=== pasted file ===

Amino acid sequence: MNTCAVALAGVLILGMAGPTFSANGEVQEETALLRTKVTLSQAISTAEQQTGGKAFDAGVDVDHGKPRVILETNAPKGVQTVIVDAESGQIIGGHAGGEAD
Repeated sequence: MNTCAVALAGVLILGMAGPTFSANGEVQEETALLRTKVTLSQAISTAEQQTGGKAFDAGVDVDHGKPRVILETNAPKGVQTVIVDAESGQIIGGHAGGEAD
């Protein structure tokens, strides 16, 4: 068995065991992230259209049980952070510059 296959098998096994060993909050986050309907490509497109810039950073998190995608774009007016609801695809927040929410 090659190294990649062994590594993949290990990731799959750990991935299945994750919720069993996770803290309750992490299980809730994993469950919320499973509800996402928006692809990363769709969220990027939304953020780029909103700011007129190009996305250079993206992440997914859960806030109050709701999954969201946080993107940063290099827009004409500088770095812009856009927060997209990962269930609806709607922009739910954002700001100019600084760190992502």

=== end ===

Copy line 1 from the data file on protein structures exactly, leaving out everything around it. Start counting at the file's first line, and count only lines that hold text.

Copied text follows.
Amino acid sequence: MNTCAVALAGVLILGMAGPTFSANGEVQEETALLRTKVTLSQAISTAEQQTGGKAFDAGVDVDHGKPRVILETNAPKGVQTVIVDAESGQIIGGHAGGEAD